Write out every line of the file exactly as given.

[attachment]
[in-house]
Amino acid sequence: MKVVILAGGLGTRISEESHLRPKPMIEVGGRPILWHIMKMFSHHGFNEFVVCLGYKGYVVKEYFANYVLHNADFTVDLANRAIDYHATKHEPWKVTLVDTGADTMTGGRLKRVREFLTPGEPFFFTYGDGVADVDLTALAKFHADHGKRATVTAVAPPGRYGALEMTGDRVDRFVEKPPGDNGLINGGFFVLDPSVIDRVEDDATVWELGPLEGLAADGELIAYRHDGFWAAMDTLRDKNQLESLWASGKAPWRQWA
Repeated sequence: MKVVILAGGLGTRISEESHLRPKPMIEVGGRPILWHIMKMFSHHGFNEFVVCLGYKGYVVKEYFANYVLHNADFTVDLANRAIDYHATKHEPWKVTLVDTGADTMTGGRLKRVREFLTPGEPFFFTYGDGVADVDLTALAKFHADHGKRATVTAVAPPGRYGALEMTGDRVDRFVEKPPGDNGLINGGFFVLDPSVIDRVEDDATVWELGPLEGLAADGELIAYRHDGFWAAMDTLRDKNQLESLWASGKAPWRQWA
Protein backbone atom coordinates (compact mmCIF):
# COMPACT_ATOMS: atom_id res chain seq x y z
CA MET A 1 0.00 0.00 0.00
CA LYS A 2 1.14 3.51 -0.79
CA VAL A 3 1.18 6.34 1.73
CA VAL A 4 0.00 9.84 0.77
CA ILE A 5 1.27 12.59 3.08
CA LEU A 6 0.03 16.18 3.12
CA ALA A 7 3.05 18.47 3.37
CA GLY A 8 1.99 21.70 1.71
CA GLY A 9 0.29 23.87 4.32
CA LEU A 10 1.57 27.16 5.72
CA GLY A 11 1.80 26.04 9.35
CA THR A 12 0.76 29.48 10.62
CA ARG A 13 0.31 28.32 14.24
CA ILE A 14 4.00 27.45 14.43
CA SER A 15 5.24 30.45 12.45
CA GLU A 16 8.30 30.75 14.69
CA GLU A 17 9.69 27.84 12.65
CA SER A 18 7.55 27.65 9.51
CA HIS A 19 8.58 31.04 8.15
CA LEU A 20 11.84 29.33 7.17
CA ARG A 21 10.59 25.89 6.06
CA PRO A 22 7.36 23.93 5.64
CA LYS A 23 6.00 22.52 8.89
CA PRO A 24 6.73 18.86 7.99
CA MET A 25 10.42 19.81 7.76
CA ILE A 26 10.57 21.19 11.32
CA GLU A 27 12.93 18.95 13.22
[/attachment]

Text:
[in-house]
Amino acid sequence: MKVVILAGGLGTRISEESHLRPKPMIEVGGRPILWHIMKMFSHHGFNEFVVCLGYKGYVVKEYFANYVLHNADFTVDLANRAIDYHATKHEPWKVTLVDTGADTMTGGRLKRVREFLTPGEPFFFTYGDGVADVDLTALAKFHADHGKRATVTAVAPPGRYGALEMTGDRVDRFVEKPPGDNGLINGGFFVLDPSVIDRVEDDATVWELGPLEGLAADGELIAYRHDGFWAAMDTLRDKNQLESLWASGKAPWRQWA
Repeated sequence: MKVVILAGGLGTRISEESHLRPKPMIEVGGRPILWHIMKMFSHHGFNEFVVCLGYKGYVVKEYFANYVLHNADFTVDLANRAIDYHATKHEPWKVTLVDTGADTMTGGRLKRVREFLTPGEPFFFTYGDGVADVDLTALAKFHADHGKRATVTAVAPPGRYGALEMTGDRVDRFVEKPPGDNGLINGGFFVLDPSVIDRVEDDATVWELGPLEGLAADGELIAYRHDGFWAAMDTLRDKNQLESLWASGKAPWRQWA
Protein backbone atom coordinates (compact mmCIF):
# COMPACT_ATOMS: atom_id res chain seq x y z
CA MET A 1 0.00 0.00 0.00
CA LYS A 2 1.14 3.51 -0.79
CA VAL A 3 1.18 6.34 1.73
CA VAL A 4 0.00 9.84 0.77
CA ILE A 5 1.27 12.59 3.08
CA LEU A 6 0.03 16.18 3.12
CA ALA A 7 3.05 18.47 3.37
CA GLY A 8 1.99 21.70 1.71
CA GLY A 9 0.29 23.87 4.32
CA LEU A 10 1.57 27.16 5.72
CA GLY A 11 1.80 26.04 9.35
CA THR A 12 0.76 29.48 10.62
CA ARG A 13 0.31 28.32 14.24
CA ILE A 14 4.00 27.45 14.43
CA SER A 15 5.24 30.45 12.45
CA GLU A 16 8.30 30.75 14.69
CA GLU A 17 9.69 27.84 12.65
CA SER A 18 7.55 27.65 9.51
CA HIS A 19 8.58 31.04 8.15
CA LEU A 20 11.84 29.33 7.17
CA ARG A 21 10.59 25.89 6.06
CA PRO A 22 7.36 23.93 5.64
CA LYS A 23 6.00 22.52 8.89
CA PRO A 24 6.73 18.86 7.99
CA MET A 25 10.42 19.81 7.76
CA ILE A 26 10.57 21.19 11.32
CA GLU A 27 12.93 18.95 13.22